You might have heard that recently, earlier this week matter of fact, B&H dropped their price on the broadcast and low-budget filmmakers’ “work-horse” – the Canon EOS C300 EF Mount by $2K. Thus, making the C300 “cheap” in comparison to the original MRSP when it was announced nearly three years ago.
Now retailing at B&H for $12,000 after the price drop, the C300 is, as Englishmen would say “cheap as chips” for what it does. And not only that, the C300 has earned the respect of ad agencies, producers, most DP’s with common sense and the broadcast world in general. The C300 can be spotted on the sets of most commercials, low-budget short and feature films, corporate promos, and documentary projects aimed at broadcast exhibition.
Here in the land of “fish & chips” called Britain, every major broadcaster including the mighty BBC, consider the Canon C300 the first, if not the only, choice for HD acquisition in most cases where a combination of cinematic image, portability, and cost/performance ratio is considered paramount.
At the moment, this price drop seems to be affecting only the US ($$$) market, and has not trickled down to Europe (no kidding) at least not yet. Canon UK or US for that matter, have not released any official information on the price drop, which has lead many to believe, this may be retailer specific.
Speculations on the web ran wild, as to the reason behind the price drop, with most thinking that a C300 replacement was imminent with the approaching IBC Show in September in Amsterdam, which is kind of like the “European NAB”.
Whether Canon unveils a successor to the highly successful C300 at IBC or later in 2014, is yet to be seen, but one thing is certain – the impact that this camera has had on the filmmaking and broadcast community is massive.
Although it was met with some skepticism upon its announcement in November 2011 mostly due to the $20,000 original price tag, the C300 prove to be a winner for Canon. I still remember that night in November 2011, when it was RED vs. Canon.
The event was so hyped up by the “Historic Hollywood Announcement” banner under which Canon announced their 8bit 4:2:2 broadcast/cinema camera that we now know as the EOS C300, that when RED announced their much awaiting 4K Scarlet for less than $10,000 on the same night, most of us, me included were a bit underwhelmed by the C300’s spec and flabbergasted by the price tag.
But Canon knew what they were doing, or at least it seemed so. Had it not been for the success of the 5D Mark II in the video world, we’d probably wouldn’t have seen a C300, but that’s a different story. The C300 was the natural evolution from the video DSLRs.
It took some time for the C300 to prove itself in the field, but slowly it became the most trusted and wanted camera on low-budget productions. And we can see why it was and still is so desired by the powers that be in the broadcast world especially – the C300 records in a 50mbps 422 broadcast codec on board in an MXF wrapper on cheap CF media cards.
Combined with a Super 35mm sized (4K Sensor), excellent low-light performance, somewhat DSLR-like handling, professional connectors such as XLR inputs and HD-SDI out, and EF/PL mount capability, the C300 was and still is a no-brainer. No transcode needed, just ingest and edit away.
But, there’s another thing that sets the C300 apart from similar cameras. The C300 does some pretty interesting tech “voodoo” to produce those incredibly cinematic images from its Super 35mm sensor. And the sensor is the key – it is a 4K sensor – the C100 and the C500 have the same sensor. The C500 is of course 4K capable via an external recorder, however, the C300 uses the same sensor and s similar sensor readout.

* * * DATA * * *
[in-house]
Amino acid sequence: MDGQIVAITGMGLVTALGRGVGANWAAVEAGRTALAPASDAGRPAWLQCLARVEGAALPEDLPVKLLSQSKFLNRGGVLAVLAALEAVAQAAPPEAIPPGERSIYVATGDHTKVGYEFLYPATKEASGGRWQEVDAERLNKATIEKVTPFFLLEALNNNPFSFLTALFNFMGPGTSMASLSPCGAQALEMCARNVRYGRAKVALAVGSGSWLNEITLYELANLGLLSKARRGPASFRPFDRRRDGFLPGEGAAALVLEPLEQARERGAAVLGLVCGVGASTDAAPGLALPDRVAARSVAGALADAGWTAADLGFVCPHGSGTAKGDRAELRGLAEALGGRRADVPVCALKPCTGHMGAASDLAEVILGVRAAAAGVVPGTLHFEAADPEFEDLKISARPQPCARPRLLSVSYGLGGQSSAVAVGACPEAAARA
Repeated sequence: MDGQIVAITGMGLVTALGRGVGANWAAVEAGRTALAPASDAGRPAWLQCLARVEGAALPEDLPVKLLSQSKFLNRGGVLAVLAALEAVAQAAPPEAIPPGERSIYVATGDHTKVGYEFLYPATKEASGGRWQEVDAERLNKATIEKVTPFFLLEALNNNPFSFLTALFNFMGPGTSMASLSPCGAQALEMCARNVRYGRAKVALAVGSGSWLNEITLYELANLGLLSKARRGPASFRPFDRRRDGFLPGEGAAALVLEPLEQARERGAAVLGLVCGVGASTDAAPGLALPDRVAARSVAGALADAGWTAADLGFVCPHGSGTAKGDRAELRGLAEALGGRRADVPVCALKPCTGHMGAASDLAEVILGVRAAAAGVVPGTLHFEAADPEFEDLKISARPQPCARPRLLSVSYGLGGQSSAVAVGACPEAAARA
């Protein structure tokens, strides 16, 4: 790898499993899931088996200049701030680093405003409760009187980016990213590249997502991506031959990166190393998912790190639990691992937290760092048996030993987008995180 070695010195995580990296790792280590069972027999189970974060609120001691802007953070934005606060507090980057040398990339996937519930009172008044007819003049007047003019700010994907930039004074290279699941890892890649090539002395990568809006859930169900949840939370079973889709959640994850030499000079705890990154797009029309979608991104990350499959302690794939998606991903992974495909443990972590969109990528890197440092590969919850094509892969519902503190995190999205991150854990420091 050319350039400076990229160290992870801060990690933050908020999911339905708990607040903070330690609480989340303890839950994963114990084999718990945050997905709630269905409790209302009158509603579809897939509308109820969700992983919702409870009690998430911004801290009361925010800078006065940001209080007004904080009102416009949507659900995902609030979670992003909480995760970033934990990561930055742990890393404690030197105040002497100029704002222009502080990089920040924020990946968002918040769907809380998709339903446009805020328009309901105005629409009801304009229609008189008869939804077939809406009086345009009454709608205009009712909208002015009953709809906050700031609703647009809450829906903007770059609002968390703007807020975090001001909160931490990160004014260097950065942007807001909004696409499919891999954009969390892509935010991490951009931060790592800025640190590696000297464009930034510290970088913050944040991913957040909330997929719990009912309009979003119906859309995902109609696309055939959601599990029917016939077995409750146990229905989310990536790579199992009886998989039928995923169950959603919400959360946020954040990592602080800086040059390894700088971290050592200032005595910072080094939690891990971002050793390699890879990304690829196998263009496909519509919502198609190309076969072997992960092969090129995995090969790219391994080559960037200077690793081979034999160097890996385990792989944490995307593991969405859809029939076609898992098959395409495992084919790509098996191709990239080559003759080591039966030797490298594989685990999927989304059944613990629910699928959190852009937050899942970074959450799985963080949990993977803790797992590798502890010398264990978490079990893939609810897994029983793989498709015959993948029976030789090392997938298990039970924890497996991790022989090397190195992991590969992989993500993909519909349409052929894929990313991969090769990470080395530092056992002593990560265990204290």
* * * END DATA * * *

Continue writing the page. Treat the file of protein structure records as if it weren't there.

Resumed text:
The C500 being Canon’s Cinema EOS flagship does employ a DCI compliant sensor area (4K at 4096×2160 effective pixel area) whereas the C300 has 3840×2460 active pixels, but that’s nitpicking. Here’s a diagram of the C300 sensor pattern readout:
Let me say this first – the C300 does NOT do 4K and will never do (most probably). However, it does feature a unique capture method, which involves a direct read out of four video components – Red, Blue and 2 x Greens (Gr and Gb) with each at 1920×1080. Thus ensuring maximum picture quality and minimised artefacts. So for those of you wishing that Magic Lantern or someone else can “unlock” the 4K recording on the C300, that is probably not possible, and is something that is in the realm of fantasy.
So for those of you there, still doubting the imagery from the Canon C300, here’s a few clips and trailers from some award-winning feature films shot on the Canon EOS C300.
First – the trailer for the 2013 Palm D’Or winner – “Blue is the Warmest Colour” (Life of Adele in some countries):
Here’s also another stunning feature film shot on the C300 – “Blue Ruin” (2013) Dir. Jeremy Saulnier. Winner of the Cannes Film Festival 2013 FIPRESCI Prize:
I highly recommend you check out these two films, not only for the fact that they were shot on the C300, but for the fact that they are incredibly good films. The fact that they were shot on the C300 did not make them better films, but it did give the filmmakers, which in both cases worked with very limited budgets, to achieve highly cinematic image quality. I saw both of these in the cinema and would have never been able to say – yeah, those were shot on so and so camera. I thought they were both shot on the Alexa at first as they were so filmic. Then, I found out they were both shot on the C300 and was blown away.
The producers, directors and cinematographers decided that the C300 was the right tool for the job. Pure and simple. And the results speak for themselves. So, if you’re told by a producer, or someone else who “claims” that you have to shoot on an Alexa, or an Epic, or an F65 or on another high-end camera in order to have a “proper” looking film – have them take a look at these two films.
[Via – B&H]